T-Mobile Kills Annual Contracts, Finally Gets iPhone In Bold Comeback Move

Terms of T-Mobile's new pricing strategy -- called the Simple Choice Plan -- eliminate the need for customers to sign an up-front annual service contract when buying a new phone and allow them instead to pay on a month-to-month basis.

When the iPhone 5 becomes available from T-Mobile for the first time on April 12, for instance, users can purchase the device for $100 and then pay monthly installments of $20 per month for 24 months. The iPhone 4S will also be available through the Simple Choice Plan for $70 up front, with the same monthly payment plan.

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Data plans will also follow a month-to-month model under the new plan. T-Mobile is offering a base rate of $50 for unlimited talk, text and Web with 500 MB of 4G LTE data. Users can add 2 GB of data to a particular line for $10 a month or get unlimited 4G data for an additional $20 a month per line. T-Mobile said no data overages apply.

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Users can also add a second phone line to their plan for $30 per month, with each additional line running them $10 a month.

T-Mobile is offering the Simple Choice Plan across its full portfolio of smartphones, which now includes the new BlackBerry Z10 and will include the Samsung Galaxy S2 when it launches this year, the company said.

According to Mike Roberts, principal analyst for Americas at Informa Telecoms and Media, T-Mobile's new Simple Choice Plan will give the company a serious pricing advantage over competing carriers like Sprint and Verizon.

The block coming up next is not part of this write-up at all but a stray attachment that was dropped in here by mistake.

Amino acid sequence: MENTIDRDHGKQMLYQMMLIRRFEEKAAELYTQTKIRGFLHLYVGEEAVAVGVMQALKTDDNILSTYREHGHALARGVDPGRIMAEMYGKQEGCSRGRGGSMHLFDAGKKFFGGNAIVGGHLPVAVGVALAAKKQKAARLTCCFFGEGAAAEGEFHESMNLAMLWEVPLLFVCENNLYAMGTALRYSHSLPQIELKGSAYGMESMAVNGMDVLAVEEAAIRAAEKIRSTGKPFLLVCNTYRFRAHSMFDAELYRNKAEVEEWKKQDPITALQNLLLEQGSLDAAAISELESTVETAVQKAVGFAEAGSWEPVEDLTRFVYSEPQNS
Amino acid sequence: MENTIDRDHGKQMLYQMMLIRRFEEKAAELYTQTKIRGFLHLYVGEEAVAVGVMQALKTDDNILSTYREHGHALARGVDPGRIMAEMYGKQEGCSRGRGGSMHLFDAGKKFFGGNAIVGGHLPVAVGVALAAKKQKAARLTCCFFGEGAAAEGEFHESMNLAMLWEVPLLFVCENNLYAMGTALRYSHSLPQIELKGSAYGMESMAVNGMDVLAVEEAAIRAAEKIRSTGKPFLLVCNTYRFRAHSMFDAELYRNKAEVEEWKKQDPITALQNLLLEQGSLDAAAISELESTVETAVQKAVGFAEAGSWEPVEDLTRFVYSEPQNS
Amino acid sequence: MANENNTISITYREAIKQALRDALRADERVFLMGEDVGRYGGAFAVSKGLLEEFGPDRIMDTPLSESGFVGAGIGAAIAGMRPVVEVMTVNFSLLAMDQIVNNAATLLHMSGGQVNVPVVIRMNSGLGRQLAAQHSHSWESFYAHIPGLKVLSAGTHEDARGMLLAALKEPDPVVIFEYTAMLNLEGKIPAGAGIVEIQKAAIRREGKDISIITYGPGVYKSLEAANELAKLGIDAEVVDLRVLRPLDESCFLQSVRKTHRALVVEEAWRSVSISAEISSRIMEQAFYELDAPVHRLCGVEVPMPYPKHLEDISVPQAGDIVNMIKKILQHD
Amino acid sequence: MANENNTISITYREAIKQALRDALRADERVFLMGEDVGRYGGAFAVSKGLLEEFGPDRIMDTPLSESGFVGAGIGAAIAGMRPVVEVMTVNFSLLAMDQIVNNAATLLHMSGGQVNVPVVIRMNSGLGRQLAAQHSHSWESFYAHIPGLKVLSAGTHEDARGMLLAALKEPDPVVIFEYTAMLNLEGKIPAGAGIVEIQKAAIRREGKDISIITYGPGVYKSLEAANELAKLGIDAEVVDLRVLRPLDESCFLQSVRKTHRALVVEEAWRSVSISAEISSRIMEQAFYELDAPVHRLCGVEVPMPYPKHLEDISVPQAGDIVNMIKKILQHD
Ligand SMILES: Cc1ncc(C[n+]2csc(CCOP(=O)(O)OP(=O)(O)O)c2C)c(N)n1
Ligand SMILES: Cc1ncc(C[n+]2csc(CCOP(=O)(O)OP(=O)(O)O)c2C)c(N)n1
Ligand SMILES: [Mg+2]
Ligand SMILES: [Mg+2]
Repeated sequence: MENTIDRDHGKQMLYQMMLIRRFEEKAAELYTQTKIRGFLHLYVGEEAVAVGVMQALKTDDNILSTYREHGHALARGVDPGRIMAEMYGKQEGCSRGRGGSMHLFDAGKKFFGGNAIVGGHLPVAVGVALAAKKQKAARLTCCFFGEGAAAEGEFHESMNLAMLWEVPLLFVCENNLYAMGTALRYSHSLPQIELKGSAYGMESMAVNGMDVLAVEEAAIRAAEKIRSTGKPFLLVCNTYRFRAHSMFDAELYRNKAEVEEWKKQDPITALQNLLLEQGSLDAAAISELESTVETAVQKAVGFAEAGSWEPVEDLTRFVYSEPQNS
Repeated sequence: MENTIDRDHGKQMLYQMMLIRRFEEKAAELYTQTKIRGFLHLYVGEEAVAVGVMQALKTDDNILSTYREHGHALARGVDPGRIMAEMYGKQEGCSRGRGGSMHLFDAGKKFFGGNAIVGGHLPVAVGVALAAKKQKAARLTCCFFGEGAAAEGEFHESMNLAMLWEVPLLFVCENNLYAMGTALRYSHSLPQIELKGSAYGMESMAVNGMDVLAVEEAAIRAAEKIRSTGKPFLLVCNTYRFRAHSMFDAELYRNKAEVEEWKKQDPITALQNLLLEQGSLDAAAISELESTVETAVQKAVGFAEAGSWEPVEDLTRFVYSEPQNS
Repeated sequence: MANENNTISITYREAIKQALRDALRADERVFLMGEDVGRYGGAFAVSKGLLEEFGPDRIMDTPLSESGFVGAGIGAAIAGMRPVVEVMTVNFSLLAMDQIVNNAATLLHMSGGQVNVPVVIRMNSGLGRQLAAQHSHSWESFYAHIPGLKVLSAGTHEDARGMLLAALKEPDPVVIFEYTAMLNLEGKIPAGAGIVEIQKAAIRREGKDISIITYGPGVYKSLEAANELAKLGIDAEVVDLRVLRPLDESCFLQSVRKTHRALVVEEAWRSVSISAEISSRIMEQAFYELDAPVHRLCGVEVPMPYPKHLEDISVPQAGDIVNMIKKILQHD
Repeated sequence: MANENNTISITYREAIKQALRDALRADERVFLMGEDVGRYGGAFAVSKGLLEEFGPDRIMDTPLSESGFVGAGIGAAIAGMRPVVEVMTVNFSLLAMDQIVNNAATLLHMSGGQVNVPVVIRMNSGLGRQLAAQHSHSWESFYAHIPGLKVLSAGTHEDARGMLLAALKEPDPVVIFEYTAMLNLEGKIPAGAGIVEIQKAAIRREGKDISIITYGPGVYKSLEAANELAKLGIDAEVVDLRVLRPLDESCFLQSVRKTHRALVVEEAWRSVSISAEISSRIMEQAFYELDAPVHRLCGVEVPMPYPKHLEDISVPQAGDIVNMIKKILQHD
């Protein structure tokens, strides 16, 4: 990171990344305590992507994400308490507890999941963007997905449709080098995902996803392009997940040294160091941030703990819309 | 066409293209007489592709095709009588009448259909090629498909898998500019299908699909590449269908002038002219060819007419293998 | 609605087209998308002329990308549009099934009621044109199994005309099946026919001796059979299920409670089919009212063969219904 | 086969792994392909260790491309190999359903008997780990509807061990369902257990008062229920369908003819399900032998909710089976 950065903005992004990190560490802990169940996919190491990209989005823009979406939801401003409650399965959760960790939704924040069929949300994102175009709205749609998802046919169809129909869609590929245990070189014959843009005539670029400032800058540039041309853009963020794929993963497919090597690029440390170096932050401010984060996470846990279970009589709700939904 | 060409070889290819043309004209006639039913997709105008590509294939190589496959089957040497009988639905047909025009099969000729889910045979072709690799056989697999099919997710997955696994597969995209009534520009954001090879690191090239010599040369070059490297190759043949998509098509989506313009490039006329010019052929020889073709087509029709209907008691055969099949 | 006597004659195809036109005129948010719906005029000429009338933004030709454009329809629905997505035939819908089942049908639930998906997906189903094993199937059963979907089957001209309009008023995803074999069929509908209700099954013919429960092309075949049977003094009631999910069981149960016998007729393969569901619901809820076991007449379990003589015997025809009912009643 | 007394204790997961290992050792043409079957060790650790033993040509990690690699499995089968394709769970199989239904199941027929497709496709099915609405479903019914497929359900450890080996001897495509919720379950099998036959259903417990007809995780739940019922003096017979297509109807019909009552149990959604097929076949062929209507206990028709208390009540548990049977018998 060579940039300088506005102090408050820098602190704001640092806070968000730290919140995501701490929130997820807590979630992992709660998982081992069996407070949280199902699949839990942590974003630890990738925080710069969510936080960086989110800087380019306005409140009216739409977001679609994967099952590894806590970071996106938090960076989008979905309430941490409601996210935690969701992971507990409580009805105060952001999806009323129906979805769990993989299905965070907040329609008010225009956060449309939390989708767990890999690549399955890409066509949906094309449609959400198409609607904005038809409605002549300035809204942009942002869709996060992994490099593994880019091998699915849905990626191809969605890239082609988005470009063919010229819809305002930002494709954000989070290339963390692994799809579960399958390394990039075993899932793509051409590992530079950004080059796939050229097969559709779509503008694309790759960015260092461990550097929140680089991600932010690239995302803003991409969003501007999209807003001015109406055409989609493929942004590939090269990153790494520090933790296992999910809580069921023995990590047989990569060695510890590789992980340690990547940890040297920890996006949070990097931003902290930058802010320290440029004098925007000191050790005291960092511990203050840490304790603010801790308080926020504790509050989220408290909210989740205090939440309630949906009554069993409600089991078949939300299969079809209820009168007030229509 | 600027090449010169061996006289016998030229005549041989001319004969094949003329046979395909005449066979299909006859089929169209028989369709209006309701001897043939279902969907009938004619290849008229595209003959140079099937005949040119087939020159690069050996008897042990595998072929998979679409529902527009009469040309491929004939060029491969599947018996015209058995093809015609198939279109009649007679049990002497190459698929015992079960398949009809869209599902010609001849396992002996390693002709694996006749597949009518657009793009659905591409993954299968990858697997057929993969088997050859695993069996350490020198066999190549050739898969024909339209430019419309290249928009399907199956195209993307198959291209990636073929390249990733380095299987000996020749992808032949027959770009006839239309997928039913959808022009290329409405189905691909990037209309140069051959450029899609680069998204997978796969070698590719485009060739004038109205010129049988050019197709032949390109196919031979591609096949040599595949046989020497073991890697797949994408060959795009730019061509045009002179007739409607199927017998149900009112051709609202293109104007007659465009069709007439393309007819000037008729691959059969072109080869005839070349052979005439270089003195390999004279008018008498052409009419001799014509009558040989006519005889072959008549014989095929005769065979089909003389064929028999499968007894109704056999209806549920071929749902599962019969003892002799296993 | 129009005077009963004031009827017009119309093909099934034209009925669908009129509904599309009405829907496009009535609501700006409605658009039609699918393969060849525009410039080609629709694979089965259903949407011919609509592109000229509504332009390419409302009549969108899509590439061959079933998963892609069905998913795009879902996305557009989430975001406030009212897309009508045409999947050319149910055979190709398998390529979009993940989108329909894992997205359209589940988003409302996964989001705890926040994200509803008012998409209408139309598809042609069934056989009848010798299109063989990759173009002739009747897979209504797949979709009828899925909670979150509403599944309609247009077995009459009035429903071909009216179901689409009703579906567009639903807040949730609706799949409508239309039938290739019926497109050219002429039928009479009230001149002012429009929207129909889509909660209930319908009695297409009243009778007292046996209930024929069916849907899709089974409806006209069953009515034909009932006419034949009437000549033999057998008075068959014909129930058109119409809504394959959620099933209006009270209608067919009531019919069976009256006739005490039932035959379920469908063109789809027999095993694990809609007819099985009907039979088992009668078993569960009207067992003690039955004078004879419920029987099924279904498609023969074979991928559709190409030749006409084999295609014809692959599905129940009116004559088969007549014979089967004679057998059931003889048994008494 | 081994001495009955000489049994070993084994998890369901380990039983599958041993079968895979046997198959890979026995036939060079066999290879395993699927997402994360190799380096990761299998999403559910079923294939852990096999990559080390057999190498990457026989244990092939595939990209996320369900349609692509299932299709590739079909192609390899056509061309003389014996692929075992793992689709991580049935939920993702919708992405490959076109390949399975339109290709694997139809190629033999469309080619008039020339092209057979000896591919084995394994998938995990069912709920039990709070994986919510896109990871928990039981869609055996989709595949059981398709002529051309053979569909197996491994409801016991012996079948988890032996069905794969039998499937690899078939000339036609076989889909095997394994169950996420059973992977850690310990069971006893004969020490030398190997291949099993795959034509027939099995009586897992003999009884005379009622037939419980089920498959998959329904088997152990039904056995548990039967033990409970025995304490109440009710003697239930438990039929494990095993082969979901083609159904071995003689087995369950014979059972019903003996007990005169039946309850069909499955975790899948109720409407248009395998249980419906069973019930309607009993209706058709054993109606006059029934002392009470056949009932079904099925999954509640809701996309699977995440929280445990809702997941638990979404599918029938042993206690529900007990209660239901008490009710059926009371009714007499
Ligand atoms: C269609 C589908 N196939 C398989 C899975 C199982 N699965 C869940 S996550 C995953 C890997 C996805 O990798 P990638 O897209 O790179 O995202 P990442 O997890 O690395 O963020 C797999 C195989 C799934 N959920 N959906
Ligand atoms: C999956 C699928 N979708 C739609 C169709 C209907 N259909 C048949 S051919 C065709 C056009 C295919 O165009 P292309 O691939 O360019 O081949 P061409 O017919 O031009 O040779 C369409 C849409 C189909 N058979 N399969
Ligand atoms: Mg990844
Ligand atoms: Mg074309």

"In the most aggressive part of its new strategy, T-Mobile is significantly undercutting its rivals on price," Roberts wrote in a report Tuesday. "With the new plans, customers buying a Samsung Galaxy SIII smartphone and unlimited voice, text and data plan from T-Mobile would save US$1,330 over two years compared with the closest package from Verizon Wireless and US$510 over two years compared with Sprint."

Meanwhile, T-Mobile also announced Tuesday the official launch of its 4G LTE network in seven cities and outlined plans to have that network reach 100 million people by mid-2013 and 200 million people by the end of the year.

Currently the fourth largest U.S. carrier, T-Mobile at the end of 2012 had a market share of 9.6 percent, a number that fell short of Sprint's 16.1 percent, AT&T's 31.2 percent and Verizon's market-leading 33.5 percent, according to Informa.

But while T-Mobile has a hefty comeback to stage, Informa's Roberts said its new flexible pricing structure, coupled with its LTE rollout and long-awaited offering of the iPhone, may just give it the boost it needs.

"T-Mobile is finally making the type of bold moves necessary to shore up its competitive position and end the slow bleed of subscribers leaving for rival operators which has weighed on its results for years," Roberts wrote.